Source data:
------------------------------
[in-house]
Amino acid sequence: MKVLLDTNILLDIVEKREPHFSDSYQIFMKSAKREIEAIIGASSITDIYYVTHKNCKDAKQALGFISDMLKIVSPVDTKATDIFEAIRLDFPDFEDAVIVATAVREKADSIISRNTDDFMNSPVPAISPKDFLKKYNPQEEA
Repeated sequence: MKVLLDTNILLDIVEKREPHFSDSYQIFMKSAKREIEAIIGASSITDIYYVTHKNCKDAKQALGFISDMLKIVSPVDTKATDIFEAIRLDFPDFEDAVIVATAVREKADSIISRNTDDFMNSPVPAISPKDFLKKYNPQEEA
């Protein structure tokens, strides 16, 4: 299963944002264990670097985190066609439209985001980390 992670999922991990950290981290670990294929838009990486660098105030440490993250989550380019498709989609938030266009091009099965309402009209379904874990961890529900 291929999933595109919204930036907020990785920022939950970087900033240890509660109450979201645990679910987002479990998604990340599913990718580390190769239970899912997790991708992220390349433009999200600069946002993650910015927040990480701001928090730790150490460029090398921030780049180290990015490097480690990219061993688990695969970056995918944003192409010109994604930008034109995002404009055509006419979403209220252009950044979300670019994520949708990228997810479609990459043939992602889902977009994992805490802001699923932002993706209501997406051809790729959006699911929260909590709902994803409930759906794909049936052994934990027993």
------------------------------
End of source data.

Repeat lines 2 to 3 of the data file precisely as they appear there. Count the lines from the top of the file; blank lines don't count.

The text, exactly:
Amino acid sequence: MKVLLDTNILLDIVEKREPHFSDSYQIFMKSAKREIEAIIGASSITDIYYVTHKNCKDAKQALGFISDMLKIVSPVDTKATDIFEAIRLDFPDFEDAVIVATAVREKADSIISRNTDDFMNSPVPAISPKDFLKKYNPQEEA
Repeated sequence: MKVLLDTNILLDIVEKREPHFSDSYQIFMKSAKREIEAIIGASSITDIYYVTHKNCKDAKQALGFISDMLKIVSPVDTKATDIFEAIRLDFPDFEDAVIVATAVREKADSIISRNTDDFMNSPVPAISPKDFLKKYNPQEEA